What a Curl Needs
Curl control, moisturization, prevention of hair breakage and frizz are the primary issues to address when formulating products specifically for textured hair. Tightly coiled hair has elliptical cross-section diameters changing along the hair fiber length as it twists.
The number of cuticle layers along the hair shaft also varies, with weak spots created at the point of curvature where there are fewer layers. The cuticle consists of a number of tightly overlapping layers coated with 18-MEA, a hydrophobic lipid which minimizes the amount of water going in and out of the underlying cortex and plays an important role in protecting hair. Raised cuticles and loss of the lipid covering results in negatively charged “weathered” hair, characterized by tangling, frizz, breakage and loss of curl structure.
Curl geometry means that the helical configuration creates areas where the overlapping cuticle layers are unable to close, making textured hair more porous and vulnerable. Textured hair is also prone to dryness as natural lubricating oils produced by sebaceous glands in the scalp can’t “slide” down the shaft to reach the ends because of the bends and kinks.
Conditioning product efficacy is determined by the formula’s ability to neutralize the negative charge of damaged hair, as well as reduce static, and smooth and flatten the cuticle. Primary conditioning agents are positively-charged molecules and include cationic surfactants, polymers and amino functional silicones.
The negative charge of the hair is attracted to the positively-charged molecules resulting in good deposition on the strands, particularly on the more negatively-charged damaged areas. Secondary conditioning agents include emollients and oils, occlusive agents and humectants to lubricate and reduce friction between hair fibers to give a smooth feel and improve combability.
Shea offers an excellent sustainable, biodegradable alternative to synthetic ingredients as secondary conditioners in hair care products. Shea butter has long been used as a natural hair emollient by women in rural African communities. Shea butter is massaged into the scalp or used to coat hair strands to help seal in moisture and protect against the hot, dry climate. Consumers seeking products for textured hair rank ingredients as the top purchasing consideration with 54% citing shea as the most desirable, according to Phoenix Marketing International.
Lipex SheaLiquid TR (INCI EU: Butyrospermum parkii butter (or) Butyrospermum parkii oil) offers a functional alternative to other widely used benchmark plant oils for conditioners, such as argan oil or solid shea butters. A versatile, easy-to-use fluid, shea oil contains a high content of triterpene esters and contributes excellent anti-frizz properties, moisturization and glide. It gives rich emolliency and can be used in higher concentrations without increasing viscosity, making it ideal for providing body and texture to conditioning treatments and curl defining styling formulations. It also benefits from a fully traceable supply chain, originating from the Kolo Nafaso direct sourcing program run by AAK in Burkina Faso.
Wet Comb Force Reduction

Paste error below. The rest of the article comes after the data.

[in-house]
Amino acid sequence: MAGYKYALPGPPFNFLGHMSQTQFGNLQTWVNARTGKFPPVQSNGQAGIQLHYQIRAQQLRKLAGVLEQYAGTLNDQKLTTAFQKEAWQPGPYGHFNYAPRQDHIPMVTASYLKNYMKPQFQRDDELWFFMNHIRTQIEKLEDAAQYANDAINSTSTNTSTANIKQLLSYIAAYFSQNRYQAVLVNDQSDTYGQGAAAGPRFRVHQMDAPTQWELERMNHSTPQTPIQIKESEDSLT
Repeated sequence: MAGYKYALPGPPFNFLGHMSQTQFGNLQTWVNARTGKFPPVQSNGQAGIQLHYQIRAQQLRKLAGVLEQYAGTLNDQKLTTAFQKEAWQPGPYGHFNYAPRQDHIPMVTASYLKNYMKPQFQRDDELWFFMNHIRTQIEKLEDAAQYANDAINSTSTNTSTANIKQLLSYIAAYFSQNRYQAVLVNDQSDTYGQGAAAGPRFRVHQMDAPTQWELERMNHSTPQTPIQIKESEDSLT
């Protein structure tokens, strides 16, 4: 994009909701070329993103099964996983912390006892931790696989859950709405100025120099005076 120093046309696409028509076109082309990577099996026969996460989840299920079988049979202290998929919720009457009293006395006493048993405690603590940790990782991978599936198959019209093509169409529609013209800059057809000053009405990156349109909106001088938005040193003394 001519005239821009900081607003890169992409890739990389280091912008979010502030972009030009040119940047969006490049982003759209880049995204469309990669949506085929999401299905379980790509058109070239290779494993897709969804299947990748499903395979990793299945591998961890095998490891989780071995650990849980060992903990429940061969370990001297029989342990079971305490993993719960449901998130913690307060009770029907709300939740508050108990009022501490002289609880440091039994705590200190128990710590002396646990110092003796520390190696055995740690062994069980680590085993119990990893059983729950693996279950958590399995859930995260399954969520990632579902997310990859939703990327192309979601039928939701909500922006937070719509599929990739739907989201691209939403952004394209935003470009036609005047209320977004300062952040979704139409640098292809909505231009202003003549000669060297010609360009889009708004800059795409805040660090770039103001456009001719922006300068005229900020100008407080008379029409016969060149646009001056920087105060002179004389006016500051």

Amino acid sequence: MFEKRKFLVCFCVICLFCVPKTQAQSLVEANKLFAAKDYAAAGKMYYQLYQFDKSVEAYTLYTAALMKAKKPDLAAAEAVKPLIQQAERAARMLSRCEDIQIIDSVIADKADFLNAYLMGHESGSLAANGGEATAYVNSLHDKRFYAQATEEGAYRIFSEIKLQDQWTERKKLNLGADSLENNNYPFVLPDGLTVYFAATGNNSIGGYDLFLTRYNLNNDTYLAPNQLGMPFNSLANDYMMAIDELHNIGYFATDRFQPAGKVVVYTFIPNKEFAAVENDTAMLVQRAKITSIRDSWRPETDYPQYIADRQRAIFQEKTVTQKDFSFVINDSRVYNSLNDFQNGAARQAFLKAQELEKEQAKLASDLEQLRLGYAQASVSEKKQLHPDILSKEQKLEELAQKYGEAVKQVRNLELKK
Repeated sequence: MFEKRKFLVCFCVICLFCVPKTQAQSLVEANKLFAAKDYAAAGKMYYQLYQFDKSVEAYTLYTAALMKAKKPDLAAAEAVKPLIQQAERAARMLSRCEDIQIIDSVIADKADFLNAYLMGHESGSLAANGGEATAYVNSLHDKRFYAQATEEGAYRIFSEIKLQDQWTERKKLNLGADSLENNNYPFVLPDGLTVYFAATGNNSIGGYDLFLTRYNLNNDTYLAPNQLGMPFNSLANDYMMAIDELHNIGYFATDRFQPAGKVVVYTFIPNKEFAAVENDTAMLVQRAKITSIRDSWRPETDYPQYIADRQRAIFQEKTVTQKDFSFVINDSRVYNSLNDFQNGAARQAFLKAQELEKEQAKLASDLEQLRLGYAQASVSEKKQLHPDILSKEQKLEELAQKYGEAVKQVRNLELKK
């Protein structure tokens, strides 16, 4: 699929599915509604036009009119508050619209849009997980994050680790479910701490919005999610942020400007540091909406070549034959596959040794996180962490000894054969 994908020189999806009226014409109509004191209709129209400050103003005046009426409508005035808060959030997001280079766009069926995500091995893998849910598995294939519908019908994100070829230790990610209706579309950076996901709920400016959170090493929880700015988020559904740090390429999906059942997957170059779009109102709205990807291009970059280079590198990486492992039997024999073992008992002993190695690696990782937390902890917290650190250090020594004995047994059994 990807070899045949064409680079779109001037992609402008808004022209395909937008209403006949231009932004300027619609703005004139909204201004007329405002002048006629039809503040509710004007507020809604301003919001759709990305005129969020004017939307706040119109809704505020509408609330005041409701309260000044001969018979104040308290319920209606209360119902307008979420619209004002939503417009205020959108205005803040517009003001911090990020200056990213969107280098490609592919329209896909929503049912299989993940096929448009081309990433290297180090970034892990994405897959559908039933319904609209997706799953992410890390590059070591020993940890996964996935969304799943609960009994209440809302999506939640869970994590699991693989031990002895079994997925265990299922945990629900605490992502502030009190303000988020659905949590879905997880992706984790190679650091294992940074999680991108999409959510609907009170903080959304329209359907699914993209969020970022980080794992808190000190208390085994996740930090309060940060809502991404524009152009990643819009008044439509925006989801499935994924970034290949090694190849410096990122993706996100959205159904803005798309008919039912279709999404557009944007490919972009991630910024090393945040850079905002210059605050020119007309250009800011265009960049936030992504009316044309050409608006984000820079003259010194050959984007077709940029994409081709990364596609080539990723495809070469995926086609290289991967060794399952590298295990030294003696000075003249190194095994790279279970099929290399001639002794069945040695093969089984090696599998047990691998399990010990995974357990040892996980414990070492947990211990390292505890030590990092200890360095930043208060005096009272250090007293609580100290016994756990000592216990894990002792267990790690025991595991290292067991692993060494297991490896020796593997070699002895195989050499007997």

In a recent independent study, Lipex SheaLight (INCI EU: Shea butter ethyl esters) and Lipex L’sens (INCI EU: Soybean glycerides (and) butyrospermum parkii butter unsaponifiables), alone and in combination, were shown to outperform both synthetic and placebo benchmarks in reducing wet combing force reduction, making them an excellent choice for formulating rinse-off conditioners for textured hair.
In addition to excellent wet combing force reduction, Lipex L’sens provides body to both hair and formulation. A highly polar, semi-solid emollient, it offers lanolin-like properties with respect to touch, structure, gloss, film-building and water-absorbing capacities, which can be of particular benefit when formulating specialized styling and treatment products for textured hair. In contrast, Lipex SheaLight is suitable for cold processing, sprayable and clear styling formulations, providing a low viscosity, lightweight alternative to non-volatile silicone oils, mineral oils and synthetic esters.
The hydrophobic properties of triglyceride oils make them particularly useful as conditioning and protecting agents in hair care formulations, as they can improve combability, enhance sensory properties and add shine. For optimal results, it is often advantageous to use a combination of ingredients. For example, a low-viscous, high-spreading shea butter ester helps distribute conditioning oils over the hair surface while a more polar ingredient, such as Lipex L’sens, will improve wet combing properties and give the necessary adhesion to the hair strands to combat frizz.
When selecting ingredients, stability and composition will always be the most important factors for consideration, but increasingly, sustainability and environmental properties are playing a role in driving choice, resulting in the rise in the number of tropical oils being used. However, for functionality, stability, mildness and sustainable credentials, shea butter and shea oils remain excellent options and should always be considered.
AAK Personal Care
Jari Alander is currently the director of customer innovation at AAK Personal Care, managing AAK’s technical customer interactions within personal care applications. He’s a physical chemist by training, specializing in lipid chemistry and applications since 1985.
After having worked with food applications, including dairy, chocolate and nutritional products, Jari has devoted his time to personal care applications since 2003, working in new product development, claims substantiation and application of AAK’s emollient technologies.
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